Sunday, September 18, 2011

The Year of Yes – Rachel’s version

I began 2011 with an attitude of determination. My usual, but maybe squared.
I decided I was going after every reasonable idea and opportunity that came my way. And as these things so often go, the universe has lobbed so many soft pitches my way, I’ve been swinging ever since.
I was teaching one day a week and writing a few freelance articles last winter when I saw a notice that Statistics Canada was hiring people to work during the census period in the spring. I applied. I got a call asking me to go for a test, so I showed up and while I waited for the test to begin, one of the other applicants suggested Elections Canada as another temporary gig. So after the Stat Can exam, I went home and signed on to Got another call.
I worked as a poll clerk during the federal election in early May and was fascinated to see the process from a different point of view, to chat even for brief moments with so many people who were excited to be voting for the first time or the 20th time.
A week later, I started a temporary stint with Statistics Canada. I loved the team, loved the downtown location, and loved the work.
A couple of days after that full-time job ended in late August, I spotted an ad for a position at the University of Victoria. The new Centre for Social and Sustainable Innovation was looking for a half-time coordinator, someone who is all about sustainability and education and writing. My résumé practically wrote itself.
I started working on September 7.
My first journalism class was on September 12. And the second (did I mention I was asked to teach a second course this term?) started September 14.
And in Friday’s mail came a notice that I’m to report for jury duty next week.
I can’t wait to find out what’s going to happen next – because, you know, I’m going to have to say yes!

Sunday, September 11, 2011

What's new

I got a new job!
I'm teaching even more!
I celebrated both – and the advent of September – with a daytrip to magical Carmanah Valley!
Fodder and I are both holding our own in the healthy-weight department – and in fact he's still raising the bar for his fitness level!

And that's enough exclamation marks for now.

I'll post more details of the exciting new stuff later, but today I'll introduce you to a couple of the fascinating people and places I encountered this year:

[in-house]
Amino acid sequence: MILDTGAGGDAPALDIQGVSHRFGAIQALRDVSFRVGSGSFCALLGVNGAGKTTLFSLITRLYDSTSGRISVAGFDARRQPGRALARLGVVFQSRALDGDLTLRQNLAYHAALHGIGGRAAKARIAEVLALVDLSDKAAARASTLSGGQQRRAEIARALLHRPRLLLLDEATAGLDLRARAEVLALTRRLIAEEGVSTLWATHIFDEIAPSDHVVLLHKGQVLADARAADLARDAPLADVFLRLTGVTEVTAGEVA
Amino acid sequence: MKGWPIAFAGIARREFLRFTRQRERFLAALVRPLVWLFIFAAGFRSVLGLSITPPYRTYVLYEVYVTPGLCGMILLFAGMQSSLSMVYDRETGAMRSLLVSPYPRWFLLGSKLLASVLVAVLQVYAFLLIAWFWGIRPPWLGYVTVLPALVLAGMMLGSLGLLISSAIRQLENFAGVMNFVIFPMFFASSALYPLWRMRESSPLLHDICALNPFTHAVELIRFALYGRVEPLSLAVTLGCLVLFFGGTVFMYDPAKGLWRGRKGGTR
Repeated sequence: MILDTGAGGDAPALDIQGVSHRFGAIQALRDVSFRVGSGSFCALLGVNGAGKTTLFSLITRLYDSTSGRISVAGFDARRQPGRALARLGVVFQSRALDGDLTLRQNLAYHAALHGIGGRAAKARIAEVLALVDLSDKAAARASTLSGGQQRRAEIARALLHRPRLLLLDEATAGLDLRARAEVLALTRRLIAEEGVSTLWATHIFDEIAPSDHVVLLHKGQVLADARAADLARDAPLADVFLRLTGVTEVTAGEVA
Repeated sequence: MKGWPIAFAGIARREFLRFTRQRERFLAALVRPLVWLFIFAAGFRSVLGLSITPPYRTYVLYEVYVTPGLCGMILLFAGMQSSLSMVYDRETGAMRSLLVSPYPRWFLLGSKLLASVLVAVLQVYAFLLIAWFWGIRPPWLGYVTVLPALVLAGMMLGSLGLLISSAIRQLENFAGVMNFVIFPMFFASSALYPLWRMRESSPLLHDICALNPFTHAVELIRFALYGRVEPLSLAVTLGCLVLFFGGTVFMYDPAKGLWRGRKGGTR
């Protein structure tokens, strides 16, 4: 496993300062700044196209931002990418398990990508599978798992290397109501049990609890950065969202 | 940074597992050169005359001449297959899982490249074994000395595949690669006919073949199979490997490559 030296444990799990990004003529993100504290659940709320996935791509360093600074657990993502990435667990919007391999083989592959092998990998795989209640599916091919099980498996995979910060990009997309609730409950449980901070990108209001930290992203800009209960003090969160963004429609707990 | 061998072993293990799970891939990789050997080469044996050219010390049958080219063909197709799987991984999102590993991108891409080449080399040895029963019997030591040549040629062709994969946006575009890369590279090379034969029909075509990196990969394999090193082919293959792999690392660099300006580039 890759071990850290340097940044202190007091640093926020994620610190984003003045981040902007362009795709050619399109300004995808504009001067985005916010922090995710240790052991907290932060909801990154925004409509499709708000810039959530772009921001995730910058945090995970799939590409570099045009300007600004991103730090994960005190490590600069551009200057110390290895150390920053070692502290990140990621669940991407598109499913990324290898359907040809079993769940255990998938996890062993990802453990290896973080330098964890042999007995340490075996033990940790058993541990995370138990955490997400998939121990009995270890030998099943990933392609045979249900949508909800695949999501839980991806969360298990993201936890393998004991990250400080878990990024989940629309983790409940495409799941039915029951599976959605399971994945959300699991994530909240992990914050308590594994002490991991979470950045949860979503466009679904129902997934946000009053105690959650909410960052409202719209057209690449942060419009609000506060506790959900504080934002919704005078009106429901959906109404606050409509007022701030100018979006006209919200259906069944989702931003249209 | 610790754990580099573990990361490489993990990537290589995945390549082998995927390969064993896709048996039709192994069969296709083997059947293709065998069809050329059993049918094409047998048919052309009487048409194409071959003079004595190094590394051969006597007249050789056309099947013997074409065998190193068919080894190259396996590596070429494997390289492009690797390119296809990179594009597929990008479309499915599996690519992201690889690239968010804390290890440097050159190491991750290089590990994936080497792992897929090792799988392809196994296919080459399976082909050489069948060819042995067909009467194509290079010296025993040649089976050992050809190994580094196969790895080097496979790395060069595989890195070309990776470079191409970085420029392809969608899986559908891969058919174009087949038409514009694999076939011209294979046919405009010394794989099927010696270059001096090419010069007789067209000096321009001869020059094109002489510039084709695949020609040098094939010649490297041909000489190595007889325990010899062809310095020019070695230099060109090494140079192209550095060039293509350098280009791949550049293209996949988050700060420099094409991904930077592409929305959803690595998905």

LaConner, Washington is the site of the annual Tulip Pedal bike ride – and a whole lot more.

Alisa Smith is the co-founder of the 100-Mile Diet, but she's about more than just food.

Sunday, September 4, 2011

A gardener's dream…or is it nightmare?

Some people call it the wonder green.
The Saint calls it “not again.”
Kale grows fast and thick and in all seasons. Here on the wet coast, the purple variety is also used as wintertime ornamental foliage in window boxes and patio planters.
It’s nutritious, packing into a single cup 350% of an adult’s daily Vitamin A requirement, 90% of our Vitamin C needs, and 10% of our fibre.
It can be cooked any number of ways – steamed, sautéed, braised, layered in a casserole, pureed in a smoothie, dehydrated into chips that my cousin Tea swears are as good as Miss Vickie’s. Very young kale is lovely in salads.
I could go on.
You knew there was a but coming, didn’t you?
The down side of kale is that it is so very prolific. Prodigious. Productive.
It sprouts fast and grows faster.
I’m still harvesting the first crop I planted very late this spring and the second is past the salad stage and heading for outright maturity. The third crop (what was I thinking?) is already two inches high.
I like kale. The Saint, witty comments notwithstanding, eats what’s put in front of him. Fodder had enough after the first bunch of the summer. My neighbours avert their eyes and pick up speed when they walk past our house.
You know why.
Kale is the new zucchini.